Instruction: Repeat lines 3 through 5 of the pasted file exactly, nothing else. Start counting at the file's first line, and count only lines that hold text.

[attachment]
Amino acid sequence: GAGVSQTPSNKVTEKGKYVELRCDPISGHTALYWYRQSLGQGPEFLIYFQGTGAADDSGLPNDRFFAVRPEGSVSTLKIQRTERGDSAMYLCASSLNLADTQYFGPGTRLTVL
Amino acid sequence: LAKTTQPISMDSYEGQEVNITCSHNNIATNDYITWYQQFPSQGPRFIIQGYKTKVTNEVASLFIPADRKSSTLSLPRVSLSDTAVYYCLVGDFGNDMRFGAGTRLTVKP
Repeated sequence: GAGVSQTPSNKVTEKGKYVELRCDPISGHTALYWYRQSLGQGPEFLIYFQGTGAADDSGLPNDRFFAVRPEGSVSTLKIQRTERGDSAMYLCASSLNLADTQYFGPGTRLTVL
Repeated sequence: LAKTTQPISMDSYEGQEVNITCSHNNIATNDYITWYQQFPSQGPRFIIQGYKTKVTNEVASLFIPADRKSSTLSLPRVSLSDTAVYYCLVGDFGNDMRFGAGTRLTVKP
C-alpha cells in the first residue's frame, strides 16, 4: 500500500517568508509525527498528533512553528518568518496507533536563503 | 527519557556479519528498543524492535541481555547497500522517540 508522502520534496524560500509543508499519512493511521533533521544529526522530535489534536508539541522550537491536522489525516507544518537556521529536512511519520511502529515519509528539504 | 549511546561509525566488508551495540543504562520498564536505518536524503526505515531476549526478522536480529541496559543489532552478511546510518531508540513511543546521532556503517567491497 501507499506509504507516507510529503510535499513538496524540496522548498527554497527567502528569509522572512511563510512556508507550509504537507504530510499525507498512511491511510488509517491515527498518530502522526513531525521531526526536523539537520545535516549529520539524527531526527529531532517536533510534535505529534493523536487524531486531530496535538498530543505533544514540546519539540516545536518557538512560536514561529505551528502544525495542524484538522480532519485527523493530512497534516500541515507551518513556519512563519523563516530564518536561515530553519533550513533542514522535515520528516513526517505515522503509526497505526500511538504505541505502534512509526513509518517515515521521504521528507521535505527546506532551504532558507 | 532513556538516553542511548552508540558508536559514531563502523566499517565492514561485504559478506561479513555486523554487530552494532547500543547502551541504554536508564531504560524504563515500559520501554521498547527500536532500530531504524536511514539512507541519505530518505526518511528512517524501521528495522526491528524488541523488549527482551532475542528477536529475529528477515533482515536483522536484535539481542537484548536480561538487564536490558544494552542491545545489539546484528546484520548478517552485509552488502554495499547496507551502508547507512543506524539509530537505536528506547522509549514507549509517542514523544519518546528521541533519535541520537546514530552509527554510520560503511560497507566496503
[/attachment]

Repeated sequence: GAGVSQTPSNKVTEKGKYVELRCDPISGHTALYWYRQSLGQGPEFLIYFQGTGAADDSGLPNDRFFAVRPEGSVSTLKIQRTERGDSAMYLCASSLNLADTQYFGPGTRLTVL
Repeated sequence: LAKTTQPISMDSYEGQEVNITCSHNNIATNDYITWYQQFPSQGPRFIIQGYKTKVTNEVASLFIPADRKSSTLSLPRVSLSDTAVYYCLVGDFGNDMRFGAGTRLTVKP
C-alpha cells in the first residue's frame, strides 16, 4: 500500500517568508509525527498528533512553528518568518496507533536563503 | 527519557556479519528498543524492535541481555547497500522517540 508522502520534496524560500509543508499519512493511521533533521544529526522530535489534536508539541522550537491536522489525516507544518537556521529536512511519520511502529515519509528539504 | 549511546561509525566488508551495540543504562520498564536505518536524503526505515531476549526478522536480529541496559543489532552478511546510518531508540513511543546521532556503517567491497 501507499506509504507516507510529503510535499513538496524540496522548498527554497527567502528569509522572512511563510512556508507550509504537507504530510499525507498512511491511510488509517491515527498518530502522526513531525521531526526536523539537520545535516549529520539524527531526527529531532517536533510534535505529534493523536487524531486531530496535538498530543505533544514540546519539540516545536518557538512560536514561529505551528502544525495542524484538522480532519485527523493530512497534516500541515507551518513556519512563519523563516530564518536561515530553519533550513533542514522535515520528516513526517505515522503509526497505526500511538504505541505502534512509526513509518517515515521521504521528507521535505527546506532551504532558507 | 532513556538516553542511548552508540558508536559514531563502523566499517565492514561485504559478506561479513555486523554487530552494532547500543547502551541504554536508564531504560524504563515500559520501554521498547527500536532500530531504524536511514539512507541519505530518505526518511528512517524501521528495522526491528524488541523488549527482551532475542528477536529475529528477515533482515536483522536484535539481542537484548536480561538487564536490558544494552542491545545489539546484528546484520548478517552485509552488502554495499547496507551502508547507512543506524539509530537505536528506547522509549514507549509517542514523544519518546528521541533519535541520537546514530552509527554510520560503511560497507566496503